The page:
Despite Saturday's embarrassing 62-26 loss to North Carolina that went against pretty much every performance the 'Canes have put on their resume this year, they still have built some positivity even if the season soured a little.
Though the storyline didn't play out quite like Miami had hoped with Notre Dame and Clemson set to meet again for a rematch in the ACC Championship Game, for the Hurricanes to battle for a spot all year is a massive improvement.
The way Diaz is recruiting, the way he loves and understands the program and has plenty of famous alumni surrounding the team proves he gets the culture. The 2020 season was a huge step in the right direction, and there's little doubt now Diaz is the right man to run the 'Canes.
They are going to be a force Clemson has to deal with for years to come.
Dana Dimel, UTEP Miners
You may not be too familiar with the University of Texas El Paso Miners' football team, and that's OK. It hasn't been much to follow for many years.
They were hoping Dana Dimel could help resurrect the program, but entering 2020, he was just 2-22 through his first two seasons. There were very few redeeming qualities, too. Rarely were the Miners ever competitive with anybody.
It was looking like Dimel couldn't return to his glory days of leading a quality Wyoming program from 1997-99 before getting hired by Houston and flaming out. Successful assistant coaching stints at Arizona and Kansas State in recent years led to another opportunity.
Now, it's looking like he may prolong his stay in El Paso a little longer following a better start this season.
Can wins against Stephen F. Austin, Abilene Christian and Louisiana Monroe sustain you for the entire year, though? The team started 3-1 but dropped games against Louisiana Tech, Charlotte and UTSA before last Friday's game against North Texas.
They lost a 45-43 heartbreaker to the Mean Green to drop yet another game, but they continued to be competitive, so that likely buys Dimel another year.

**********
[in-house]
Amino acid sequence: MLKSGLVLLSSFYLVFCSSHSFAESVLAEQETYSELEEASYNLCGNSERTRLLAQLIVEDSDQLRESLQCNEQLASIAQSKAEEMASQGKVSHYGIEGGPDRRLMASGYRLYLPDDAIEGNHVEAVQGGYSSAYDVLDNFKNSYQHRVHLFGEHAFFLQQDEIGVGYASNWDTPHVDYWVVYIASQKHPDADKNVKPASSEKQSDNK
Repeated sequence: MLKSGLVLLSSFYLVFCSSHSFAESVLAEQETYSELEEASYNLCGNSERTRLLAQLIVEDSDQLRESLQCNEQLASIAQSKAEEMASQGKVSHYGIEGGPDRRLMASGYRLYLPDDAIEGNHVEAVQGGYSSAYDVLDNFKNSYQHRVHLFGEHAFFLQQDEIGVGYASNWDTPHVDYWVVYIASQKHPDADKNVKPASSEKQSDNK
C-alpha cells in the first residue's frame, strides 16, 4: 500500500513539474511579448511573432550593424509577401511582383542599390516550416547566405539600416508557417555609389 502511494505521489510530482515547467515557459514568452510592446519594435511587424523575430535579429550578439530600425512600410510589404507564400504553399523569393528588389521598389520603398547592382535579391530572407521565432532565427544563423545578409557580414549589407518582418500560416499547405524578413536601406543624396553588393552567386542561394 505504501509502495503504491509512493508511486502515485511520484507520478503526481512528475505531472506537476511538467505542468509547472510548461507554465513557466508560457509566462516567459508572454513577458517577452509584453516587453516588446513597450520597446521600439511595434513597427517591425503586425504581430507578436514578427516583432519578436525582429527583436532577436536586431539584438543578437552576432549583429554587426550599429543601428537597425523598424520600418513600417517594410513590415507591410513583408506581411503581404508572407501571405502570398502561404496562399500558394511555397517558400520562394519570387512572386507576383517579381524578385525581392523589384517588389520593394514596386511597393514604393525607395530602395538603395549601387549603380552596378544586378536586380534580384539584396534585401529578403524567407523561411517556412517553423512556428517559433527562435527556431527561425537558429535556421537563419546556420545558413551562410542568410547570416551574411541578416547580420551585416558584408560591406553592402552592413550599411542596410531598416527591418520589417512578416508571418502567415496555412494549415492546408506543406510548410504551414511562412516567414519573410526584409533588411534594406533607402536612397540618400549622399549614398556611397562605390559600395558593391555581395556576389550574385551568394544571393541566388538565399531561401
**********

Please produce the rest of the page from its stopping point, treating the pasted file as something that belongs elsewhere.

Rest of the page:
With all the cancellations because of the COVID-19 pandemic, it's hard to envision UTEP penalizing Dimel by firing him this year, especially after he's already won more games than his first two years combined. In the loss to the Roadrunners last month, the Miners were without three starters in their secondary.
Still, Dimel's team presses on, and he looks like he has done enough to show an upward trajectory, even if the team is still struggling to compete with Conference USA opponents week in and week out. The Dimel regime is at least moving in the right direction.
Dave Doeren, North Carolina State Wolfpack
Dave Doeren has enjoyed a fairly successful eight-year run at North Carolina State, piecing together at least seven wins from his second season in 2014 through '18.
But the Wolfpack have never really broken through and looked like an ACC contender, and that left plenty of people grumbling after last year thudded to a 4-8 disaster. Another season like that could have seen Doeren on the unemployment line.
Instead, N.C. State busted out and is now 8-3 heading into another bowl game. The program looked much improved on both sides of the ball, and quarterback Bailey Hockman was a major part of the turnaround.
"It's been a crazy year, but to break a record that these guys are very proud of ... I thought it was outstanding," Doeren told the North State Journal's Brett Friedlander.
"Looking at where we came from a year ago, we had one ACC win. Now we have seven. That's quite a year when you talk about improvement. The beauty of it is that a lot of these guys are back. It's going to be a fun offseason."
The future looks much brighter in Raleigh than it did a season ago, and Doeren could have the program ready to take another step forward. If he can turn 7-8 wins a year into 9 or 10, it will be fairly unprecedented for a team that has pretty much been middle-of-the-pack forever.
With Mack Brown enjoying a renaissance in his second stint at rival North Carolina, it's good for the Wolfpack to have their own continuity if they can keep Doeren and he can continue to build his program into one a proud fanbase can be excited about.
The 2020 season was a step in the right direction and ended any current talk that Doeren isn't the answer.